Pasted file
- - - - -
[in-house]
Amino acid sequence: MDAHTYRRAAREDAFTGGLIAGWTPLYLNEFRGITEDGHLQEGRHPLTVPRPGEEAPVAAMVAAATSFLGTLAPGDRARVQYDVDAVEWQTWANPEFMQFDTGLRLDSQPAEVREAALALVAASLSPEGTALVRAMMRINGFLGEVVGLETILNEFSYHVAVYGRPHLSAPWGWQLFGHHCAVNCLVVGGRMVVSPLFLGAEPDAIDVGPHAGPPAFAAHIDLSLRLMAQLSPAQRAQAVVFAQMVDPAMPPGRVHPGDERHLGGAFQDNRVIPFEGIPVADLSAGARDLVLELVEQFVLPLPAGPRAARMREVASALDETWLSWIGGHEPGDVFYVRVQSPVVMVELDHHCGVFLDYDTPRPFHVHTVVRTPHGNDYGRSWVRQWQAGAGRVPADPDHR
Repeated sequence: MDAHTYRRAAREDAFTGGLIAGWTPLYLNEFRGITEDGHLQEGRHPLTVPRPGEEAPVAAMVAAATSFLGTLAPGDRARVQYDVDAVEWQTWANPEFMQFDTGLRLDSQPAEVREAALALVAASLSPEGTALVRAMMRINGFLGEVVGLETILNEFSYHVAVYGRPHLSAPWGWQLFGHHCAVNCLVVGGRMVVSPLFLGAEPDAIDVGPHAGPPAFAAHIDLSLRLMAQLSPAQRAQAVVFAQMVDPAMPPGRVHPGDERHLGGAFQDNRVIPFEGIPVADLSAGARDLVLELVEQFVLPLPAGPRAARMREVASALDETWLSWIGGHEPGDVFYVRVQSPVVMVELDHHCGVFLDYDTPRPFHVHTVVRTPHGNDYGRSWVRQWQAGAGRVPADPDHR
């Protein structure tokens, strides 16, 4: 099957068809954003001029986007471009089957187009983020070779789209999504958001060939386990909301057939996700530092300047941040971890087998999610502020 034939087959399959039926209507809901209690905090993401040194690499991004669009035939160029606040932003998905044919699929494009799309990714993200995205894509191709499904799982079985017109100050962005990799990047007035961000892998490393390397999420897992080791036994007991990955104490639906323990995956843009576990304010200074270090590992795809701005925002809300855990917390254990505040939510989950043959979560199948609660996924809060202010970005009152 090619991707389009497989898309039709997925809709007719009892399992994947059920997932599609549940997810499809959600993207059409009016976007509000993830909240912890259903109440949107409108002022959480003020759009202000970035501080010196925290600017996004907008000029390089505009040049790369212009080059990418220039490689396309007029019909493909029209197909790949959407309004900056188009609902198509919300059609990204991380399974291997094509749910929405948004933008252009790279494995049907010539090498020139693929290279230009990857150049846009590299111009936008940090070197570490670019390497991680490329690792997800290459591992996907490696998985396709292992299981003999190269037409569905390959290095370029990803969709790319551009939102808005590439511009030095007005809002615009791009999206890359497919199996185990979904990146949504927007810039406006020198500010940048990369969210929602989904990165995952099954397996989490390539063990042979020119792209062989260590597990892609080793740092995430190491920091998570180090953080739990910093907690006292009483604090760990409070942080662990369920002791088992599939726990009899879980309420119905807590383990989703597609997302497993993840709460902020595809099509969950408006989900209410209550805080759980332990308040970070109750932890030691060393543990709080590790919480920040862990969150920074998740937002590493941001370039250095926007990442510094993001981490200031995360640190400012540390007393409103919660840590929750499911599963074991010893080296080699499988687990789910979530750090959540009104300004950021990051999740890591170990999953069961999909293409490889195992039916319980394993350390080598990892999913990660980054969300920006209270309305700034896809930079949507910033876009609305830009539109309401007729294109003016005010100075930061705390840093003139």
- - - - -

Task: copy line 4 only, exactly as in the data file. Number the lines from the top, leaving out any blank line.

């Protein structure tokens, strides 16, 4: 099957068809954003001029986007471009089957187009983020070779789209999504958001060939386990909301057939996700530092300047941040971890087998999610502020 034939087959399959039926209507809901209690905090993401040194690499991004669009035939160029606040932003998905044919699929494009799309990714993200995205894509191709499904799982079985017109100050962005990799990047007035961000892998490393390397999420897992080791036994007991990955104490639906323990995956843009576990304010200074270090590992795809701005925002809300855990917390254990505040939510989950043959979560199948609660996924809060202010970005009152 090619991707389009497989898309039709997925809709007719009892399992994947059920997932599609549940997810499809959600993207059409009016976007509000993830909240912890259903109440949107409108002022959480003020759009202000970035501080010196925290600017996004907008000029390089505009040049790369212009080059990418220039490689396309007029019909493909029209197909790949959407309004900056188009609902198509919300059609990204991380399974291997094509749910929405948004933008252009790279494995049907010539090498020139693929290279230009990857150049846009590299111009936008940090070197570490670019390497991680490329690792997800290459591992996907490696998985396709292992299981003999190269037409569905390959290095370029990803969709790319551009939102808005590439511009030095007005809002615009791009999206890359497919199996185990979904990146949504927007810039406006020198500010940048990369969210929602989904990165995952099954397996989490390539063990042979020119792209062989260590597990892609080793740092995430190491920091998570180090953080739990910093907690006292009483604090760990409070942080662990369920002791088992599939726990009899879980309420119905807590383990989703597609997302497993993840709460902020595809099509969950408006989900209410209550805080759980332990308040970070109750932890030691060393543990709080590790919480920040862990969150920074998740937002590493941001370039250095926007990442510094993001981490200031995360640190400012540390007393409103919660840590929750499911599963074991010893080296080699499988687990789910979530750090959540009104300004950021990051999740890591170990999953069961999909293409490889195992039916319980394993350390080598990892999913990660980054969300920006209270309305700034896809930079949507910033876009609305830009539109309401007729294109003016005010100075930061705390840093003139």